>> &lsquo;cancer-inhibiting extract&rsquo; versus 0.5 grams of shark
>> cartilage to produce
>> the same amount of active extract - a ratio of 1 to 100014. Folkman,
>> however, used over one ton of shark cartilage to extract a few
>> micrograms
>> (millionths of a gram) for experiments with mice15. Langer showed that
>> bovine cartilage does have less of an anti-angiogenic effect than
>> shark
>> cartilage on tumors transplanted into the eye16.
>>
>> In August, l998, a large manufacturer of shark cartilage (Aeterna
>> Laboratories) announced the isolation of an compound from shark
>> cartilage
>> with anti-matrix metalloprotease (MMP) inhibition properties. The MMP
>> enzyme assists cancer cells to metastases by degrading the
>> inter-cellular
>> structure 17.
>>
>> In contrast, Prudden states that the most important active principle
>> is the
>> immunostimulating effect on macrophages. Following this theory, it
>> takes 9
>> grams of bovine to achieve therapeutic levels versus 70 grams (1/2
>> gram per
>> pound of body weight) for shark; therefore, the ratio of 8 to 1 in
>> favor of
>> bovine cartilage for immunostimulation.
>>
>> Holistic Approach?
>>
>> No
>>
>> Possible Toxicity
>>
>> Catrix has been given in very high doses with minimal or no side
>> effects.
>> It is apparently less toxic than many chemotherapies. However, since
>> Catrix-S is formulated for injection, issues of sterility and
>> contamination
>> are critical. In addition, occasional serious reactions to the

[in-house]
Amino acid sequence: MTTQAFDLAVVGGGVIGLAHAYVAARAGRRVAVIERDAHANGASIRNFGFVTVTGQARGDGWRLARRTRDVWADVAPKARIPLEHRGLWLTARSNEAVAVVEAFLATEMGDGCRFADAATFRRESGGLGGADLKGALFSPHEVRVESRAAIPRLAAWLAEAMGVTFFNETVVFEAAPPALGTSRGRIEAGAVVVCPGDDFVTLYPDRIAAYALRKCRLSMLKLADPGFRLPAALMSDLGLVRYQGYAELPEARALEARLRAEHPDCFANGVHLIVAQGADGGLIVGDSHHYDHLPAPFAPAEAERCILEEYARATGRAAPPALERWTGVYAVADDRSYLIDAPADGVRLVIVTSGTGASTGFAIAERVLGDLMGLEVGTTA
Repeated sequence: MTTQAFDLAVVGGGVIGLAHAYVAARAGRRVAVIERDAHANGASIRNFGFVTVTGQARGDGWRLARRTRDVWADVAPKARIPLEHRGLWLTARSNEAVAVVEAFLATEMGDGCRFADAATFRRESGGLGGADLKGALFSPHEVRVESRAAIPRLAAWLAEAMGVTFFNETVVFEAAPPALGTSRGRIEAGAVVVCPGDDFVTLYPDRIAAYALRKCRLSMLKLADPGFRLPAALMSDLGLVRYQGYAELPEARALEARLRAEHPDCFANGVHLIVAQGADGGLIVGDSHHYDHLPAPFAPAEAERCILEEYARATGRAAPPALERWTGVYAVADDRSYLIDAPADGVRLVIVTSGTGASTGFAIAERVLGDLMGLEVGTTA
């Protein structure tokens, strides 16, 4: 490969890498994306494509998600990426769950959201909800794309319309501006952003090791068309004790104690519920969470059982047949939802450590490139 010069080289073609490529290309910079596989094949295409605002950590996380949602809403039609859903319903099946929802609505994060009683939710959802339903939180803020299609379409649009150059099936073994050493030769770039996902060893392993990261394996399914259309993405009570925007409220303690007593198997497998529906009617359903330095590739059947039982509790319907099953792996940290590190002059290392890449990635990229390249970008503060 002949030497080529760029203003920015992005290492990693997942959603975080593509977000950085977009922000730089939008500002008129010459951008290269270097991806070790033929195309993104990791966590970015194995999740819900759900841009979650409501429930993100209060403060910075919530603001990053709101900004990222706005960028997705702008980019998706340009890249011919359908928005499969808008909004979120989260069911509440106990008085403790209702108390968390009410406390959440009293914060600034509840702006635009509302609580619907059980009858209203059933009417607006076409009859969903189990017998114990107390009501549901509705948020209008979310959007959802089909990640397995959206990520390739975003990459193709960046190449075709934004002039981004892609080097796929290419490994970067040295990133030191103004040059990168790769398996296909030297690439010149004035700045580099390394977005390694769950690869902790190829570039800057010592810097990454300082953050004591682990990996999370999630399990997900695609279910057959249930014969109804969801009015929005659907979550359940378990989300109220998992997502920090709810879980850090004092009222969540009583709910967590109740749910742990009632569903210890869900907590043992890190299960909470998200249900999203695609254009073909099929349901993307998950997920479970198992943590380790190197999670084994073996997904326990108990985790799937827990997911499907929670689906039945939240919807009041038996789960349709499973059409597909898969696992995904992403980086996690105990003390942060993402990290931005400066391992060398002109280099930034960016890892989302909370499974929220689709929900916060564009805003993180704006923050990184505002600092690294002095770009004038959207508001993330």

>> injectable
>> form of Catrix-S such as allergic reactions to traces of bovine
>> protein may
>> be expected to occur. The possibility of contamination of individual
>> batches exists and should be carefully monitored at the existing
>> manufacturing sites.
>>
>> A possible complication of shark cartilage could be the excessive
>> amount of
>> calcium at 22% which with a daily dose of 70 grams results in 14 grams
>> of
>> calcium, or 14 times that recommended by the USRDA.
>>
>> No serious side effects were reported in the Phase I trial of 77
>> patients
>> by Aeterna Laboratories, Inc6.
>>
>> ------------------------------------------------------------------------
>> This is an automatically-generated notice.  If you'd like to be
>> removed
>> from the mailing list, please visit the Medicine-On-Line Discussion
>> Forum
>> at <http://www.meds.com/con_faq.html>, or send an email message to:
>> majordomo@lists.meds.com
>> with the subject line blank and the body of the message containing the
>> line:
>> unsubscribe mol-cancer your-email-address
>> where the phrase your-email-address is replaced with your actual email
>> address.
>> ------------------------------------------------------------------------
>
>

------------------------------------------------------------------------
This is an automatically-generated notice.  If you'd like to be removed
from the mailing list, please visit the Medicine-On-Line Discussion Forum
at <http://www.meds.com/con_faq.html>, or send an email message to:
majordomo@lists.meds.com
with the subject line blank and the body of the message containing the line:
unsubscribe mol-cancer your-email-address
where the phrase your-email-address is replaced with your actual email
address.
------------------------------------------------------------------------